Hello and a very warm welcome to my newly relaunched blog. I'm Paul a 40 year old family man from the UK. In this complex, information overload 21st century world, too often we lose sight of what's really important. Here I want to celebrate life, share inspirational stories, throw the spotlight on charities and causes close to my heart. Looking forward to sharing this journey with you all.
Tuesday, 23 February 2010
With all the disruption to travel, worries about rising fuel costs etc. it's understandably hard to see a brighter side right now.
~~~~A winter's playground~~~~
What always helps me is to try and see things with that original same sense of wonder we all had as children. I remember that surge of excitement as we sat in the classrooms watching the first flakes of snow fluttering down outside.
Building projects a plenty. Not just your standard snow man, but the biggest one my little hands could roll; not just a garden den, but a proper igloo; not just an icy slide, but the ultimate downhill skid track. But there was one tradition towering above all of them -the noble art of sledging.
~~~~A very special gift~~~~
Nowadays there are all kinds of variations on a toboggan you can buy - moulded plastic, carbon fibre, aluminium. If I'm honest back in the day, we were so excited we would make do with anything we could lay our hands on. Simply by stuffing big plastic or 'placcy' bags full of snow, jumping aboard and clinging on for dear life, there was always plenty of high octane fun to be had.
Sadly long before I had any memories of him, my older brother tragically passed away aged just 6 years old as a result of a malignant brain tumour. When he was four or five, (I was only 1 year old) my Dad bought him a traditional wooden sledge back from Germany and he loved it.
In the winter of 1979, after some fairly mild winters the heavy snow returned. Dad was determined to make the time to be there for my first chance to try proper downhill sledging. So off we went to the top of the run (which by now was like a bob sleigh track), he hopped on the back and off we went.
As he was hefty 17 stone or more, you can imagine we fair flew down the hill, and his enthusiastic cheering and yelling got a bit too much for me at the end. As we finally skidded to a halt, perilously close to a barbed wire fence, I momentarily burst into tears. Seconds later, I came to my senses and shouted - Again, Again! "This time you can do it on your own son" he beamed with pride.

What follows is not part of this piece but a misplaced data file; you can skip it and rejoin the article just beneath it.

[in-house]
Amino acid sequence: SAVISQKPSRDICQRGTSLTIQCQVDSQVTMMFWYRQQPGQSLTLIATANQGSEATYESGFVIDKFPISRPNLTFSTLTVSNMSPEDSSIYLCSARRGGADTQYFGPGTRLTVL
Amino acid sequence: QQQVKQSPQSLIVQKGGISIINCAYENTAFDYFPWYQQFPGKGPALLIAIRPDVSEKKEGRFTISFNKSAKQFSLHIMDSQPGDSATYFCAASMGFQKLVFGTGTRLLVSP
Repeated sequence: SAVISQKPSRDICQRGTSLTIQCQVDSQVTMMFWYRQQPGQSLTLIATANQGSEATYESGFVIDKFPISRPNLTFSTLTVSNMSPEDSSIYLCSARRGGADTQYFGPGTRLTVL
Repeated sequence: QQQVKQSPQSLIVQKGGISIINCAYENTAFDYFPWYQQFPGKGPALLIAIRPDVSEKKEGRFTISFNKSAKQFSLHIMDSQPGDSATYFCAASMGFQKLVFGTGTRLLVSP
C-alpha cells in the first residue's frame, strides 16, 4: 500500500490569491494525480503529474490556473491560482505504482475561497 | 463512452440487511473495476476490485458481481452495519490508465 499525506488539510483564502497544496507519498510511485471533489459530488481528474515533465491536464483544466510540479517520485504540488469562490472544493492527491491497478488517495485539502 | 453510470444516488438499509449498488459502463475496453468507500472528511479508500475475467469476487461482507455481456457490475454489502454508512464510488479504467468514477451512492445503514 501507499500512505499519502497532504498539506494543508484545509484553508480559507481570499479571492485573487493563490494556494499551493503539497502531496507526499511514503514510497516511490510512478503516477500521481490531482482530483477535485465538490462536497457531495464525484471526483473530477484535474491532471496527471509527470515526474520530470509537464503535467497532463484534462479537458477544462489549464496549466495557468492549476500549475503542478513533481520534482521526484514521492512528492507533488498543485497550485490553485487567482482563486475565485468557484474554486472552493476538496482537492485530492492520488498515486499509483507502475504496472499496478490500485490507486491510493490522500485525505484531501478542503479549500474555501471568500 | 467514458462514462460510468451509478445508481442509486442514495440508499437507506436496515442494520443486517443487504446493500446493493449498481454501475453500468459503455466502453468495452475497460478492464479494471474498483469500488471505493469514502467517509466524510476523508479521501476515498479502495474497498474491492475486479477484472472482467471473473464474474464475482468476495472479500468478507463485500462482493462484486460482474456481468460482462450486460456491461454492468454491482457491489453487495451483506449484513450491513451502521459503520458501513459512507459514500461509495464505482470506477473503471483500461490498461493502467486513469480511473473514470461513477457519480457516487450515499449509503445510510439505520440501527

~~~~One last wish~~~~
A few years after the untimely death of my Mum, my Dad remarried, adopted a daughter and became a father again in 1999. Tragically he was diagnosed with terminal lung cancer in the summer of 2002 and given only a few months to live. A couple of weeks before the Christmas holidays. Dad asked my very practically gifted brother-in-law if he might be able to build a proper wooden sledge as a Christmas gift for his new little ones.
His chemo-therapy had weakened him, and he was rushed into hospital with pneumonia just a week before Christmas. In all his discomfort and pain, when my sister told him that the sledge was finished he managed a broad smile and whispered his thanks. He lost his fight later that day.
The most poignant part of all came the very day after his funeral. Nothing much had been forecast, but almost as if he'd had a word with the angels we woke up the next morning to a deep blanket of fresh snow. My little brother, seeing snow for the very first time was absolutely overwhelmed with delight. Those pictures stand proud on the family mantelpiece, and whenever I look at them I can't help but smile.
~~~~A new generation~~~~
My own son was born some 3 years later, so sadly he never got to meet his Grandpa. My wife's mother has just moved into her new house in the village, and digging through the old stuff in the attic, she managed to find her old wooden sledge.
So yesterday, when we picked him up from Nursery, we took it along to surprise him. No we're not going back in the car today, we've brought a sledge. His eyes lit up like a flashbulb to all those magical moments.
Just imagine the thrill for father and son, as he sat proudly on board and I towed him along the icy pavements for the very first time.
Whatever the forecast, we all need to find a way to see beyond the immediate stresses and strains of a hard winter's season. Right now, I'm working from home, and on a cold, clear sunny morning, I get to take my little sunshine to school in style. I'm savouring every moment, and I truly believe, there really is snow time like the present!